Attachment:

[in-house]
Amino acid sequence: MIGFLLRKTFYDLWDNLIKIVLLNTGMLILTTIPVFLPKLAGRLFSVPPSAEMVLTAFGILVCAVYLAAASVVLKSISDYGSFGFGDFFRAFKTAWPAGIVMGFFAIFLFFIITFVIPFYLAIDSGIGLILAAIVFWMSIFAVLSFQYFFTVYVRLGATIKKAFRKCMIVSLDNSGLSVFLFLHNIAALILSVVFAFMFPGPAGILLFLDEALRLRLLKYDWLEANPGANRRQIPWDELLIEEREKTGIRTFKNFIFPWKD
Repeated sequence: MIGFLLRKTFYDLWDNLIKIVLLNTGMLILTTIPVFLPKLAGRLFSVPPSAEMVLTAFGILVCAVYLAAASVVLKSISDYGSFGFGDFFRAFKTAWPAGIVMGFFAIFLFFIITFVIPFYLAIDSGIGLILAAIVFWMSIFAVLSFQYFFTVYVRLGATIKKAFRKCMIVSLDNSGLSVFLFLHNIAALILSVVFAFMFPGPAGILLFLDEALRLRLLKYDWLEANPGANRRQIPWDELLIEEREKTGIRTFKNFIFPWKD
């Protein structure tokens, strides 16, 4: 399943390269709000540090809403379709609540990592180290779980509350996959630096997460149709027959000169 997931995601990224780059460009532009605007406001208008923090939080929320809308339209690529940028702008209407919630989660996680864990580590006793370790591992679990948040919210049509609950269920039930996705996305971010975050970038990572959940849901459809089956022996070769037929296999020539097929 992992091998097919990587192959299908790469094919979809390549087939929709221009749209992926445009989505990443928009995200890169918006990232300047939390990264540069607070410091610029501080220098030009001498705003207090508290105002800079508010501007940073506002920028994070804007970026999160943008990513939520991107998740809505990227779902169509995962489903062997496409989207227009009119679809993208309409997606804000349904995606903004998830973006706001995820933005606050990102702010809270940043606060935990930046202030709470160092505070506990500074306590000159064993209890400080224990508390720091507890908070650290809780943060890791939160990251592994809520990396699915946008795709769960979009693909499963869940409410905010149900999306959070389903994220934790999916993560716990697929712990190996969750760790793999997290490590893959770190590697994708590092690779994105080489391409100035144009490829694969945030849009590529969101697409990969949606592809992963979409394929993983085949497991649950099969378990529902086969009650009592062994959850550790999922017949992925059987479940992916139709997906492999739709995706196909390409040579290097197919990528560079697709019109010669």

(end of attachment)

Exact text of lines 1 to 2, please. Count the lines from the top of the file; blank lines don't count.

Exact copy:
[in-house]
Amino acid sequence: MIGFLLRKTFYDLWDNLIKIVLLNTGMLILTTIPVFLPKLAGRLFSVPPSAEMVLTAFGILVCAVYLAAASVVLKSISDYGSFGFGDFFRAFKTAWPAGIVMGFFAIFLFFIITFVIPFYLAIDSGIGLILAAIVFWMSIFAVLSFQYFFTVYVRLGATIKKAFRKCMIVSLDNSGLSVFLFLHNIAALILSVVFAFMFPGPAGILLFLDEALRLRLLKYDWLEANPGANRRQIPWDELLIEEREKTGIRTFKNFIFPWKD